What the Opposition was doing, in suggesting that after a No Confidence Motion they should press for a Prime Minister of their choice, was making the President nervous. Later Vasudeva Nanayakkara told me that I had perhaps been right, but they had thought that, with a parliamentary majority they should be able to decide on who should be Prime Minister. What he forgot was precisely what Ranil had forgotten in 2003 when Chandrika challenged him by taking over some vital Ministries, that under the existing Constitution the President could dissolve Parliament whenever he wanted. Relying then on an existing majority was foolhardy.
In the midst of all this political mayhem, there was however some cause for celebration in that several of my nephews got married this year. I had a couple of them, and their girlfriends, to lunch at Lakmahal, since this was something my father had done for the younger generation. It was a lovely occasion, and I found the two young ladies great company. I was also pleased that they were most complimentary about the style of the new bathrooms I had built, and encouraged me to take possession of the Chinese junk I had been offered.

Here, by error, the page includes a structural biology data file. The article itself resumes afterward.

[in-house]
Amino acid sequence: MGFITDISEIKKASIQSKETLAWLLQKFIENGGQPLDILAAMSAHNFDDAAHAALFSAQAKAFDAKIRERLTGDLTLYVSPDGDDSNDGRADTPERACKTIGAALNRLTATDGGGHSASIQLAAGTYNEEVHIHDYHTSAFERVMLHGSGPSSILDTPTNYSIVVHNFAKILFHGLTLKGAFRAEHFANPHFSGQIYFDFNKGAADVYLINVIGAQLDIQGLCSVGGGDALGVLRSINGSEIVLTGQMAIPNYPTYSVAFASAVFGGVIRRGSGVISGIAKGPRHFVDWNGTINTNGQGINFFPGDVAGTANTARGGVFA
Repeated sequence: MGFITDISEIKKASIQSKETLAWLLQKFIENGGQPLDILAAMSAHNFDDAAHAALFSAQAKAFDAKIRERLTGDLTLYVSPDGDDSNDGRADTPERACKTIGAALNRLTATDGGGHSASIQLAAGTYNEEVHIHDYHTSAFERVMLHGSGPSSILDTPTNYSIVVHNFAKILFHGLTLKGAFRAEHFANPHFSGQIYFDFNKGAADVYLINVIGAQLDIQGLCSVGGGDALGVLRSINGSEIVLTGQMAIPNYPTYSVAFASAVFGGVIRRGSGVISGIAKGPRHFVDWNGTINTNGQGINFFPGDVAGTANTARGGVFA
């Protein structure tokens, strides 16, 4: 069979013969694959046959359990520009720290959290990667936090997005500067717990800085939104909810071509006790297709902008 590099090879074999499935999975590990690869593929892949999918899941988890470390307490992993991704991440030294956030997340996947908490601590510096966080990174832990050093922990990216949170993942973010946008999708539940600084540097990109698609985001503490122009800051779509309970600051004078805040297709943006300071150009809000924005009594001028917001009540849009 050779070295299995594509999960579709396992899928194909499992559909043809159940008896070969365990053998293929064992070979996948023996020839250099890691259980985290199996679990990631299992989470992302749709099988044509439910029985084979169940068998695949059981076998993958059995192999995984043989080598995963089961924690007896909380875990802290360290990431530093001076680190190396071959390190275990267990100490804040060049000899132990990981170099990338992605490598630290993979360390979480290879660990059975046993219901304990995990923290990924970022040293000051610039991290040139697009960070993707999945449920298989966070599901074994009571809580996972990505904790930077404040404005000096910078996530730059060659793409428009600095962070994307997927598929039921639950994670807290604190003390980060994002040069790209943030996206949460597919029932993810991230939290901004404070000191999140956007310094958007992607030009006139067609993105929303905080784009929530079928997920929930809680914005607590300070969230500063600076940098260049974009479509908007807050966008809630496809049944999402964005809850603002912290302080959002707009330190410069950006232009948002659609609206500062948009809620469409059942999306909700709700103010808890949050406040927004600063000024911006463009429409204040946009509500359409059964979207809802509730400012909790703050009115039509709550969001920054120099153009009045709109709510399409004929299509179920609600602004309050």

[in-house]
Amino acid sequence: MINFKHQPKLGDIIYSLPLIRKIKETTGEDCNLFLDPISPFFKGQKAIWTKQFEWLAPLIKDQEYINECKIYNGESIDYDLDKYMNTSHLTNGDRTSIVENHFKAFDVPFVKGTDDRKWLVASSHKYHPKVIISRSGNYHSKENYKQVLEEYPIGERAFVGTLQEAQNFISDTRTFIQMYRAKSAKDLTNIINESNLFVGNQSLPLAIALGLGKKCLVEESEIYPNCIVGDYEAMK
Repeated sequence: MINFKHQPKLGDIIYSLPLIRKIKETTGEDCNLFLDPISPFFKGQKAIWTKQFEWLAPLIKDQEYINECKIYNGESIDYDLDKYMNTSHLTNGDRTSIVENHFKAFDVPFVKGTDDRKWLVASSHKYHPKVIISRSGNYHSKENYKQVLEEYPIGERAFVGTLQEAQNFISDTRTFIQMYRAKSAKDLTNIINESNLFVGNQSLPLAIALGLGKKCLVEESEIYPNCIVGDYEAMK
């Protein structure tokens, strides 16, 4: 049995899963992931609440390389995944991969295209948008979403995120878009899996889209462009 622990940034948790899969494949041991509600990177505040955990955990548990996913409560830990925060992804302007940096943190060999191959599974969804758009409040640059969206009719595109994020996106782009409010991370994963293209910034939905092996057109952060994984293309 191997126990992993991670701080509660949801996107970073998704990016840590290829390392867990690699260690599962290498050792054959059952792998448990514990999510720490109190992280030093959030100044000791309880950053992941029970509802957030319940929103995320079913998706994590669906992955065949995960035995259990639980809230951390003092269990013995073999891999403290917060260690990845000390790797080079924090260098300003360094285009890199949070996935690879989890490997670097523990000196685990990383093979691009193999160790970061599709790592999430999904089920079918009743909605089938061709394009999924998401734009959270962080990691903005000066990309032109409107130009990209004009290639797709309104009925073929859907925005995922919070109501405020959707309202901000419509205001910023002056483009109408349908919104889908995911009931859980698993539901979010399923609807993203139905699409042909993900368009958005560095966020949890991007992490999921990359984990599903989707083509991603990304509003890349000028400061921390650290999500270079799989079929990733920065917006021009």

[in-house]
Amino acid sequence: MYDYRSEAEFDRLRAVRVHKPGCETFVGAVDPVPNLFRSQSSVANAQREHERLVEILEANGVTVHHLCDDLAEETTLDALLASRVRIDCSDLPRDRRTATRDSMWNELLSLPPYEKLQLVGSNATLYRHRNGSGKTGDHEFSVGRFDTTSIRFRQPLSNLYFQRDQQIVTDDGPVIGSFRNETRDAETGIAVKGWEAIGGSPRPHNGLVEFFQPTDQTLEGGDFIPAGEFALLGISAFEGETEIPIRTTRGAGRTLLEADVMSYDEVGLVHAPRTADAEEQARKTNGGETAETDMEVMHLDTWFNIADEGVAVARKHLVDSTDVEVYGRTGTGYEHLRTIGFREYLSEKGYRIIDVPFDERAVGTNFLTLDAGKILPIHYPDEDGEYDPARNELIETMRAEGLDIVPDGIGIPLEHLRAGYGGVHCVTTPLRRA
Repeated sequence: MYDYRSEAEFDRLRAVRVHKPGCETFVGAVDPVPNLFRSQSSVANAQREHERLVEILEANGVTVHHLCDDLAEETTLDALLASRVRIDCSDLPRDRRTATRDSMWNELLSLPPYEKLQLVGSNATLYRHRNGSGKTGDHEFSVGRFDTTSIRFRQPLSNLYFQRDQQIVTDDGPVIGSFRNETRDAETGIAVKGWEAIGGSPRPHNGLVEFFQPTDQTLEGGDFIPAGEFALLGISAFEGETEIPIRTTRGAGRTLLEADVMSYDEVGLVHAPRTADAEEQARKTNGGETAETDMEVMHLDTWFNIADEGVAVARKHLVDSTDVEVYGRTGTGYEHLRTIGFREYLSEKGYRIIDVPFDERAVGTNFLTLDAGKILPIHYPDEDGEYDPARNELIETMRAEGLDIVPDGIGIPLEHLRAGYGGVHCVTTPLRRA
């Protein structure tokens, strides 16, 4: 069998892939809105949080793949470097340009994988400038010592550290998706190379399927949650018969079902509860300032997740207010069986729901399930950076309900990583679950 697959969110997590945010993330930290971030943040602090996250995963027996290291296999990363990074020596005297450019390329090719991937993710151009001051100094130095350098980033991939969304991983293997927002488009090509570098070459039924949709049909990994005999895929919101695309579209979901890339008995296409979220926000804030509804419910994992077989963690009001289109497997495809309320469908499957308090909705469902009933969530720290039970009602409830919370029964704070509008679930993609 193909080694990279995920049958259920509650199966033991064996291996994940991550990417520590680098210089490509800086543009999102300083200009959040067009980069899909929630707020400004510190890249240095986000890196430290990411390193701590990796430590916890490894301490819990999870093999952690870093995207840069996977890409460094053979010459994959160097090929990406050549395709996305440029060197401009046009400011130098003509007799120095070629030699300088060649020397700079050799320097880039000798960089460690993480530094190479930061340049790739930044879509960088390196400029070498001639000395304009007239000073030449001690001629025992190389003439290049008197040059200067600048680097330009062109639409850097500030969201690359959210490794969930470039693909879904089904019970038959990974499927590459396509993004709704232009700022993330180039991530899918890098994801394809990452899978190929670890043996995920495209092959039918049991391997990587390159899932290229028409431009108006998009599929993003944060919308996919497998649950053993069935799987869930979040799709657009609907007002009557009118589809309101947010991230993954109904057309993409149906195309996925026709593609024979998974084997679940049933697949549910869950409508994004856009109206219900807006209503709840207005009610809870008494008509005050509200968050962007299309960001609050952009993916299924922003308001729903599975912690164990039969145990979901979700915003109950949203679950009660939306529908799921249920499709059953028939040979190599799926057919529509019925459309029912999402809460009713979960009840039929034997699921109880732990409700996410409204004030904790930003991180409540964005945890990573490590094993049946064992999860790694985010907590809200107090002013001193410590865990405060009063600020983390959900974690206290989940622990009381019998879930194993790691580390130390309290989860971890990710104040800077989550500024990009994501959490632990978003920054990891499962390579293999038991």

This was by Mildred Tao, who managed the Twin Towers. Many years earlier she had commissioned Ena to decorate the place, and the two ladies had then got on extremely well, Mildred even inviting Ena to her daughter’s wedding in South Africa and providing her with a ticket to attend. But then there had been a falling out when Mildred’s father had insisted on the abaci which Ena had designed for the Twin Towers being removed, on the grounds that abaci only moved when you pushed them, and he did not want staff like that.